Egyptians Lived in the Grand Canyon

Its connection with another culture is one of the most enduring and controversial myths about the Grand Canyon. Some believe that there was once an Egyptian city beneath it. This legend traces back to a newspaper article published in the early 20th century, which reported the discovery of a citadel filled with Egyptian treasures and hieroglyphs.

This suggested a lost connection between ancient Egypt and the North American Southwest. Despite the fascination this story has sparked among enthusiasts and conspiracy theorists, no evidence supports the existence of such findings.

The Smithsonian has debunked this myth, affirming that no one has discovered such artifacts within the Canyon’s boundaries. While the tale of ancient Egyptians in the Grand Canyon adds a unique allure to its already fascinating history, it remains firmly in the realm of myth.

People Have Bad Luck With Canyon Objects

The belief that removing natural objects from the Canyon or stealing cultural relics, resulting in bad luck, is another prevalent myth that circulates among visitors to the Grand Canyon. This legend asserts that anyone who wrongfully decides to take rocks, fossils, plants, or any other objects from the canyon will face misfortune because of their actions.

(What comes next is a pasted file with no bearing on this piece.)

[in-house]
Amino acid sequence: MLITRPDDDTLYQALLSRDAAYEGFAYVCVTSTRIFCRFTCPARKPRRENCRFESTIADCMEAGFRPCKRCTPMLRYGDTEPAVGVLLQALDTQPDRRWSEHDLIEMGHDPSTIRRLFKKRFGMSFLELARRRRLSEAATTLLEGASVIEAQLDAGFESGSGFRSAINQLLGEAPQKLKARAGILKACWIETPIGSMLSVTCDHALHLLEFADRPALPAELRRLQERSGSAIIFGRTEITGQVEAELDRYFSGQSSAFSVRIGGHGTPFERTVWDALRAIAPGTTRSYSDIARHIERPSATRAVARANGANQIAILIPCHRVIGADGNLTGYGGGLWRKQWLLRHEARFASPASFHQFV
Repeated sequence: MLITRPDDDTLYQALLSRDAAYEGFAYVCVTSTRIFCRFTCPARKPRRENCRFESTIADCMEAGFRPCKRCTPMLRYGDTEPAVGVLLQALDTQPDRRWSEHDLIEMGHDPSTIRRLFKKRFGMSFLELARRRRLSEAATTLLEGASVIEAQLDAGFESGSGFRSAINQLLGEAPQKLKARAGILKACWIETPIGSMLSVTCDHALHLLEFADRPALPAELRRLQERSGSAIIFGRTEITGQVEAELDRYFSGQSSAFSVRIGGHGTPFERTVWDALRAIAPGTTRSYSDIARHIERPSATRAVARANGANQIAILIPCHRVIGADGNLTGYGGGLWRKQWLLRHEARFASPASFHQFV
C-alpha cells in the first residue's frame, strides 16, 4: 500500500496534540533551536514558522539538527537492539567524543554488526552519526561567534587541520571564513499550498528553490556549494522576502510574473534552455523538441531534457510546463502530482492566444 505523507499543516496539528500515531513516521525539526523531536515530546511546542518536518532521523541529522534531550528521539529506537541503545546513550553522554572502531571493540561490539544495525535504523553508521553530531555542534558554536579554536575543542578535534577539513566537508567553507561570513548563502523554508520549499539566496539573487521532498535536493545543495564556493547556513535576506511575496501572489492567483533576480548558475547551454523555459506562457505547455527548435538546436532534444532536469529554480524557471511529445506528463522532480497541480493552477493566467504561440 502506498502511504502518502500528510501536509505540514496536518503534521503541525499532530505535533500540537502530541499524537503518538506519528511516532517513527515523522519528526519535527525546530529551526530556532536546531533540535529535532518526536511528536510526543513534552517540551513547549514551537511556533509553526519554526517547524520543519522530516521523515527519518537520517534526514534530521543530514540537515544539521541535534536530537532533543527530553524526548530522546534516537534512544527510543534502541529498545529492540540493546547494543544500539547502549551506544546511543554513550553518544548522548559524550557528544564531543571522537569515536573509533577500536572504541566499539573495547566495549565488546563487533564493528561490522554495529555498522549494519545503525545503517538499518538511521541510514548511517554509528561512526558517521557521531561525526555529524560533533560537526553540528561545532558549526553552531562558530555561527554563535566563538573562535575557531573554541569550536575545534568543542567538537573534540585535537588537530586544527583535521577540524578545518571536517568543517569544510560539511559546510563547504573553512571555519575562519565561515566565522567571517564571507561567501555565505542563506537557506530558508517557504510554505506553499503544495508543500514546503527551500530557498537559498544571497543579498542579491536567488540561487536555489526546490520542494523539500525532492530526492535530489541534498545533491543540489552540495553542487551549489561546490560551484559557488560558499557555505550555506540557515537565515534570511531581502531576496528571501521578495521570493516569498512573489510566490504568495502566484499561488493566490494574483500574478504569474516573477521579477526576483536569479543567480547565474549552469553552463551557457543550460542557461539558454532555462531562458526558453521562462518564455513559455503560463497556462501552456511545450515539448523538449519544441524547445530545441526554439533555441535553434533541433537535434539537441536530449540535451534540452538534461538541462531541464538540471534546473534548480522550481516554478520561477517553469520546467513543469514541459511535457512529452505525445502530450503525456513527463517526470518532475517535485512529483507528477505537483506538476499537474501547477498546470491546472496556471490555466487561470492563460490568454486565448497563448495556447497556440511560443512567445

The myth’s roots connect to the profound respect and reverence that many cultures have for these spaces, viewing them as sacred sites that should remain undisturbed. While there’s no scientific evidence to support the notion that taking these objects causes bad luck, this myth serves as a powerful reminder to respect the integrity of the Grand Canyon for future generations.

Additionally, it is illegal to take sacred artifacts or natural items from the Canyon. So, make sure you leave things where they belong when you visit to avoid the risk of a curse—or police action.

Two Brothers Built the Canyon With Mud and Lightning

One last myth about the formation of the Grand Canyon comes from the Hopi tribe. This tale involves brothers Pokanghoya and Polongahoya, who were gods who could use their powers to shape the Earth.

The two used lighting, stacks of wet soil, and the Colorado River to create the Canyon. However, the two did not stop there. They also used their powers to create other monuments, such as the Navajo Mountain in Utah. This story emphasizes the awe and reverence that people have for the natural beauty and grandiosity of the Grand Canyon, viewing it as a creation so magnificent that only divine beings could have fashioned it.

The Grand Canyon, with its layers of geological marvels, myths, and legends, stands as a testament to the power of nature and the human imagination. Comedy on Deck Tours can take you and your family to this wonderful monument with its Las Vegas bus tours to Grand Canyon West Rim. During your trip, you and your loved ones will experience awe and wonder as you view the Canyon’s beauty and learn more out about its history from members of the Hualapai tribe and our tour guide.

Grand Canyon Lore: 7 Myths Surrounding the Grand Canyon